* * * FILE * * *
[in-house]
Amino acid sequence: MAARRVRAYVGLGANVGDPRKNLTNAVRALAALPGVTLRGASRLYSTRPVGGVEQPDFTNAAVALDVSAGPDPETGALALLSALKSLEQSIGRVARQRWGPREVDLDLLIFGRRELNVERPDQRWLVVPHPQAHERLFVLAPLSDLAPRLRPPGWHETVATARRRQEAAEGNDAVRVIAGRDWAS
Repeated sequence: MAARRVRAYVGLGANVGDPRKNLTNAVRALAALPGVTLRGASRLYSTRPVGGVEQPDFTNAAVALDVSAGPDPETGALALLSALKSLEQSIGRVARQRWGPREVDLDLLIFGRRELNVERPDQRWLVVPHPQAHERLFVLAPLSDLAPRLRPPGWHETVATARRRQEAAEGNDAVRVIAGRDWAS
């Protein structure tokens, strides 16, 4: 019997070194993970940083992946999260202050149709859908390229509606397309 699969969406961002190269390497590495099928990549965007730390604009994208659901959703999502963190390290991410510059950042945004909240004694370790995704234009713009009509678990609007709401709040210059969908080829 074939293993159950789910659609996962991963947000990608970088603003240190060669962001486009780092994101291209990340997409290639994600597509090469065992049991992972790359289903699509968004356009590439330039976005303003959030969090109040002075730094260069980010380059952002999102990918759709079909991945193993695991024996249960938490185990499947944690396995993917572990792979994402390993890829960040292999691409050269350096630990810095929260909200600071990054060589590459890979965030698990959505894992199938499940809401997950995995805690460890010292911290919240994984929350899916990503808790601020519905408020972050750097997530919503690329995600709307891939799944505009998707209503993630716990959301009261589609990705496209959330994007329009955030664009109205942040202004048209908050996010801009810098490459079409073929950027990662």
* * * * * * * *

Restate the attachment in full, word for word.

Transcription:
[in-house]
Amino acid sequence: MAARRVRAYVGLGANVGDPRKNLTNAVRALAALPGVTLRGASRLYSTRPVGGVEQPDFTNAAVALDVSAGPDPETGALALLSALKSLEQSIGRVARQRWGPREVDLDLLIFGRRELNVERPDQRWLVVPHPQAHERLFVLAPLSDLAPRLRPPGWHETVATARRRQEAAEGNDAVRVIAGRDWAS
Repeated sequence: MAARRVRAYVGLGANVGDPRKNLTNAVRALAALPGVTLRGASRLYSTRPVGGVEQPDFTNAAVALDVSAGPDPETGALALLSALKSLEQSIGRVARQRWGPREVDLDLLIFGRRELNVERPDQRWLVVPHPQAHERLFVLAPLSDLAPRLRPPGWHETVATARRRQEAAEGNDAVRVIAGRDWAS
């Protein structure tokens, strides 16, 4: 019997070194993970940083992946999260202050149709859908390229509606397309 699969969406961002190269390497590495099928990549965007730390604009994208659901959703999502963190390290991410510059950042945004909240004694370790995704234009713009009509678990609007709401709040210059969908080829 074939293993159950789910659609996962991963947000990608970088603003240190060669962001486009780092994101291209990340997409290639994600597509090469065992049991992972790359289903699509968004356009590439330039976005303003959030969090109040002075730094260069980010380059952002999102990918759709079909991945193993695991024996249960938490185990499947944690396995993917572990792979994402390993890829960040292999691409050269350096630990810095929260909200600071990054060589590459890979965030698990959505894992199938499940809401997950995995805690460890010292911290919240994984929350899916990503808790601020519905408020972050750097997530919503690329995600709307891939799944505009998707209503993630716990959301009261589609990705496209959330994007329009955030664009109205942040202004048209908050996010801009810098490459079409073929950027990662």